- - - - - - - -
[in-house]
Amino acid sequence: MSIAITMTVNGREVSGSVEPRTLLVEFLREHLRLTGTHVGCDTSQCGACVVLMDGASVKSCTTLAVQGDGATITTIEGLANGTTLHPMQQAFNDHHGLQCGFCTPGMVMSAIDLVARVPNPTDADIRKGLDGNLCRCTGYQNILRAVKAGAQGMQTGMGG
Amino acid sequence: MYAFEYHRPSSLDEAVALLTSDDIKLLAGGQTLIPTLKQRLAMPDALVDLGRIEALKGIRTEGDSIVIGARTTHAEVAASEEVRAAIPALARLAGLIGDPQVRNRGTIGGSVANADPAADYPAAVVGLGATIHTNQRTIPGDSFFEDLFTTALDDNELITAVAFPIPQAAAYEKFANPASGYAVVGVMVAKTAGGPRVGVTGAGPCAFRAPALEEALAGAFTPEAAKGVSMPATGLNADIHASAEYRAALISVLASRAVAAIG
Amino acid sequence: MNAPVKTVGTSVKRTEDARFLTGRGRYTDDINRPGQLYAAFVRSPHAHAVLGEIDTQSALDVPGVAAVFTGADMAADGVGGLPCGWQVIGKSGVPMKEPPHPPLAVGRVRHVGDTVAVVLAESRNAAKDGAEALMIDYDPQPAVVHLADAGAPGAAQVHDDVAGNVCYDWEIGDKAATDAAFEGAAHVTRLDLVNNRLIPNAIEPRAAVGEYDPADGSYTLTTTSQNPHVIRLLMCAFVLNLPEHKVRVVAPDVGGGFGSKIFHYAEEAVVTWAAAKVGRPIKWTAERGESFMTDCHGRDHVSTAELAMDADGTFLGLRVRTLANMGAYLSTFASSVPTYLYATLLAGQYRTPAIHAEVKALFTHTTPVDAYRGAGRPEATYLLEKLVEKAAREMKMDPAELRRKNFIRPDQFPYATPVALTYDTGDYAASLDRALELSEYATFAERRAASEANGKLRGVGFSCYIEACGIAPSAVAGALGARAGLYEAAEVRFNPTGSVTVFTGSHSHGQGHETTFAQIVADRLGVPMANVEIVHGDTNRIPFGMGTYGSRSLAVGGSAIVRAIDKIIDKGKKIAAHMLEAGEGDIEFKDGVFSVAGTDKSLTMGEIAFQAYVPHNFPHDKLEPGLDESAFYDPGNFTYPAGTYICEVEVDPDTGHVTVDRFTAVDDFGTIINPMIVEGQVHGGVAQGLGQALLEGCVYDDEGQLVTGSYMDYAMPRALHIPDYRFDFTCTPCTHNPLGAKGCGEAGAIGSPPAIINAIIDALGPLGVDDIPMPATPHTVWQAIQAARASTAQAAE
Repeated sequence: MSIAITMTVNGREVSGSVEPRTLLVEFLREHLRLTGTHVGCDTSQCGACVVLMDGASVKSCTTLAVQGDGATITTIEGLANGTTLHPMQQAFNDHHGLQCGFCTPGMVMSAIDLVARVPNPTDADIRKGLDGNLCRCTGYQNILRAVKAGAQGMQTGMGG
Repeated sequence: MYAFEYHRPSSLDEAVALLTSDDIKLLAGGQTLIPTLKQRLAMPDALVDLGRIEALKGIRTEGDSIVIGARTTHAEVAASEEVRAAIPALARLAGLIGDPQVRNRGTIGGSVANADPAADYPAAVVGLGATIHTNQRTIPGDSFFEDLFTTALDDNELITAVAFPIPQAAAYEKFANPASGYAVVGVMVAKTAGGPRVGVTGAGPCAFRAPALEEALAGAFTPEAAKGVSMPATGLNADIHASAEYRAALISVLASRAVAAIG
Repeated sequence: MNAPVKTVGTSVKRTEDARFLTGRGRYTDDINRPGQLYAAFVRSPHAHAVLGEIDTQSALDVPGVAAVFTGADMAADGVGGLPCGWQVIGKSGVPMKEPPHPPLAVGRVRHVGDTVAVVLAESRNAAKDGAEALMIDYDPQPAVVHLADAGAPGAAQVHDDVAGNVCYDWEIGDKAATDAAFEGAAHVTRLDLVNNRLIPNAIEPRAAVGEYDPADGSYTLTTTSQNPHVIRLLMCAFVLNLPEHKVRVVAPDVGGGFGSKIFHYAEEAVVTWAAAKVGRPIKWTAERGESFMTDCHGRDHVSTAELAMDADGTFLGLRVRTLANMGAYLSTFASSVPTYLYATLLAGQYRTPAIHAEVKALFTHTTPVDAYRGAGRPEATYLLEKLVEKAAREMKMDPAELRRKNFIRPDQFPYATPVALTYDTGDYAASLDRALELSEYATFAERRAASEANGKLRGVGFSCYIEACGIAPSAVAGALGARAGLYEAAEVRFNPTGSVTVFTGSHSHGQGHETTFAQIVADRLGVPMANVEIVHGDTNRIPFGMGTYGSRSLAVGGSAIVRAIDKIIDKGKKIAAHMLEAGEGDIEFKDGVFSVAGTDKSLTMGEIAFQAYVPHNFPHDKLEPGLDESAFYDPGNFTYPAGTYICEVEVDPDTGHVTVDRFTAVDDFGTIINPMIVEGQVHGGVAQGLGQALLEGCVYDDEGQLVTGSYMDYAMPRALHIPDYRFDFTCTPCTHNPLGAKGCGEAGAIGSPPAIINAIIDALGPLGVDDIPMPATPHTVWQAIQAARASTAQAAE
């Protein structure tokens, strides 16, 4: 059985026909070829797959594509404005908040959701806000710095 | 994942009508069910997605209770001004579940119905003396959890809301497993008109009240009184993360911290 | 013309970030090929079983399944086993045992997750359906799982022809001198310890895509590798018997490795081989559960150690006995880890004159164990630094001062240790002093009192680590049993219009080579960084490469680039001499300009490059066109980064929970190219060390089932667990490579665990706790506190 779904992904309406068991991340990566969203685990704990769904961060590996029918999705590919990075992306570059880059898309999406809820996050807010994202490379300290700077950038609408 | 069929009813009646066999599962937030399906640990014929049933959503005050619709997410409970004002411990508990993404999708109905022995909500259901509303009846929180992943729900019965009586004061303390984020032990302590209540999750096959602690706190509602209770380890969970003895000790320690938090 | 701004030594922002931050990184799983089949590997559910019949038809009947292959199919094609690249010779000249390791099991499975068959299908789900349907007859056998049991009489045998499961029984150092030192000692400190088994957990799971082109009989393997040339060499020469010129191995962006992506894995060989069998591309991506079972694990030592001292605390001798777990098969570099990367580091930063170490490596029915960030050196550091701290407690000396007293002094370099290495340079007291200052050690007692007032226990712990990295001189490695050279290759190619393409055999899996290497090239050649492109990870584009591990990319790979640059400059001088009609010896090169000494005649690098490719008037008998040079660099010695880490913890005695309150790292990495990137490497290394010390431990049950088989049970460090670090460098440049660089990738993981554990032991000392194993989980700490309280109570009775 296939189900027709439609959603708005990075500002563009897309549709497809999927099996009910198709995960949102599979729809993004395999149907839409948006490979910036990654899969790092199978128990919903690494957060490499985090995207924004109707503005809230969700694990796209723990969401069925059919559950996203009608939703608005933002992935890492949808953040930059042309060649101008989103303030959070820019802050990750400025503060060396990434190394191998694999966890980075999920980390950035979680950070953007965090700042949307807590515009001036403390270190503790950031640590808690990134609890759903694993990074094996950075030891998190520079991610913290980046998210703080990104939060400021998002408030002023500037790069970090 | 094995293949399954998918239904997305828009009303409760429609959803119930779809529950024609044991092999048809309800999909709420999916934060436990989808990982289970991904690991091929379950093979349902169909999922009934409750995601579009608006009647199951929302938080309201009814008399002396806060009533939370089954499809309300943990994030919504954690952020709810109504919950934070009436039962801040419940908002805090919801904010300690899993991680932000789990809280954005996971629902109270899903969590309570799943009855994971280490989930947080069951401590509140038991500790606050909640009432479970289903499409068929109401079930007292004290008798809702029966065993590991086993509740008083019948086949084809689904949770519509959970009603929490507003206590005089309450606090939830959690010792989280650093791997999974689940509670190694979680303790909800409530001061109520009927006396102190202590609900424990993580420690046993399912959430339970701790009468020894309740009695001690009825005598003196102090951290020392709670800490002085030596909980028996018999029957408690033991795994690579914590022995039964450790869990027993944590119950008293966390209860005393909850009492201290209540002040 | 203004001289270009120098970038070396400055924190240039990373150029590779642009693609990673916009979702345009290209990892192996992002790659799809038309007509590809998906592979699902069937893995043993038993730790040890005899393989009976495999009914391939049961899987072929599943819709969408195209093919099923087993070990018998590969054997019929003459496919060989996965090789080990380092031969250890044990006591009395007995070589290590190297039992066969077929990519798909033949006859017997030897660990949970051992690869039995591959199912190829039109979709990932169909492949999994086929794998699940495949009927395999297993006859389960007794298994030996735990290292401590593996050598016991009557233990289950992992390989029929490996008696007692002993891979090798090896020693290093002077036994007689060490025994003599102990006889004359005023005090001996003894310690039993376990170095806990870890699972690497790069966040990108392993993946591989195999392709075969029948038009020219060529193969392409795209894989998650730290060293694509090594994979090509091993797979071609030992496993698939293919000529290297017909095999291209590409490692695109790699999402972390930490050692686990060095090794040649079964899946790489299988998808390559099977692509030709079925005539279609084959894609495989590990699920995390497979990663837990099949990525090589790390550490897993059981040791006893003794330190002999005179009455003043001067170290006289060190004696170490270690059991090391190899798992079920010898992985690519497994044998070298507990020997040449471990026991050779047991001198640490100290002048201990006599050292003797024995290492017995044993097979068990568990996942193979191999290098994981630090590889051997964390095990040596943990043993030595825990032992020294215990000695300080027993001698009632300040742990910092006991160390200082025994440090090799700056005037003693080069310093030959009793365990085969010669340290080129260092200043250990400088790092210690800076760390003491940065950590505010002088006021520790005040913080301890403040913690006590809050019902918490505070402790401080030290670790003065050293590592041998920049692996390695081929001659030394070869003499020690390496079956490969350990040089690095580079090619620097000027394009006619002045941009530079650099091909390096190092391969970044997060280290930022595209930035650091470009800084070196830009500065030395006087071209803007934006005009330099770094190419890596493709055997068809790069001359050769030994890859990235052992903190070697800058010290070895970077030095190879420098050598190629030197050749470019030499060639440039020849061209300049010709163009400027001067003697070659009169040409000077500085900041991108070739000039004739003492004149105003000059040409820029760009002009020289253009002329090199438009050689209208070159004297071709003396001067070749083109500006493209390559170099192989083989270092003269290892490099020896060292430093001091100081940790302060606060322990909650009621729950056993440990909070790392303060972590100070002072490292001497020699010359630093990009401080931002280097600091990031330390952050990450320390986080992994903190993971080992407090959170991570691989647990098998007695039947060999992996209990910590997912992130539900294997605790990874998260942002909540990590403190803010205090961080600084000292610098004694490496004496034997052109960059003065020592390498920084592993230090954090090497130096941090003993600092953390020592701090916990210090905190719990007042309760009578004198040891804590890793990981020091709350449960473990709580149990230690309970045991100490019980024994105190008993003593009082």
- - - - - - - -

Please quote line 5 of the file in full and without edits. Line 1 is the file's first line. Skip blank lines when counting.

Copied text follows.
Repeated sequence: MSIAITMTVNGREVSGSVEPRTLLVEFLREHLRLTGTHVGCDTSQCGACVVLMDGASVKSCTTLAVQGDGATITTIEGLANGTTLHPMQQAFNDHHGLQCGFCTPGMVMSAIDLVARVPNPTDADIRKGLDGNLCRCTGYQNILRAVKAGAQGMQTGMGG